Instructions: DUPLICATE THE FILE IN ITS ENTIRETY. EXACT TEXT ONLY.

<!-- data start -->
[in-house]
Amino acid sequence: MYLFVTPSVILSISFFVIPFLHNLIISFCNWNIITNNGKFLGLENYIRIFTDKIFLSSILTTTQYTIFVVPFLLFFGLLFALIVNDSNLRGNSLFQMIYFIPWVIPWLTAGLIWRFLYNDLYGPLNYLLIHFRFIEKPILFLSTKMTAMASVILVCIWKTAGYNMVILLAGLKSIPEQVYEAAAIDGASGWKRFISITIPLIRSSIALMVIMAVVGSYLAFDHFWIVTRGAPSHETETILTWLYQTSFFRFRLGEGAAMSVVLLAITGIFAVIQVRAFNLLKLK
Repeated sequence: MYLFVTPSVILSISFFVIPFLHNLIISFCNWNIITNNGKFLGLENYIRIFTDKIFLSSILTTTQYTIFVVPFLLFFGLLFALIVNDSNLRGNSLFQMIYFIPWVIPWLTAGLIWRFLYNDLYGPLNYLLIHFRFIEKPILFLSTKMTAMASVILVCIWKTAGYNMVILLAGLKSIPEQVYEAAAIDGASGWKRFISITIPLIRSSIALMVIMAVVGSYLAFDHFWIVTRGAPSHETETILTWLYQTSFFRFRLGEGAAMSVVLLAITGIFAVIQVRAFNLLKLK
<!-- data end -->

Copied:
[in-house]
Amino acid sequence: MYLFVTPSVILSISFFVIPFLHNLIISFCNWNIITNNGKFLGLENYIRIFTDKIFLSSILTTTQYTIFVVPFLLFFGLLFALIVNDSNLRGNSLFQMIYFIPWVIPWLTAGLIWRFLYNDLYGPLNYLLIHFRFIEKPILFLSTKMTAMASVILVCIWKTAGYNMVILLAGLKSIPEQVYEAAAIDGASGWKRFISITIPLIRSSIALMVIMAVVGSYLAFDHFWIVTRGAPSHETETILTWLYQTSFFRFRLGEGAAMSVVLLAITGIFAVIQVRAFNLLKLK
Repeated sequence: MYLFVTPSVILSISFFVIPFLHNLIISFCNWNIITNNGKFLGLENYIRIFTDKIFLSSILTTTQYTIFVVPFLLFFGLLFALIVNDSNLRGNSLFQMIYFIPWVIPWLTAGLIWRFLYNDLYGPLNYLLIHFRFIEKPILFLSTKMTAMASVILVCIWKTAGYNMVILLAGLKSIPEQVYEAAAIDGASGWKRFISITIPLIRSSIALMVIMAVVGSYLAFDHFWIVTRGAPSHETETILTWLYQTSFFRFRLGEGAAMSVVLLAITGIFAVIQVRAFNLLKLK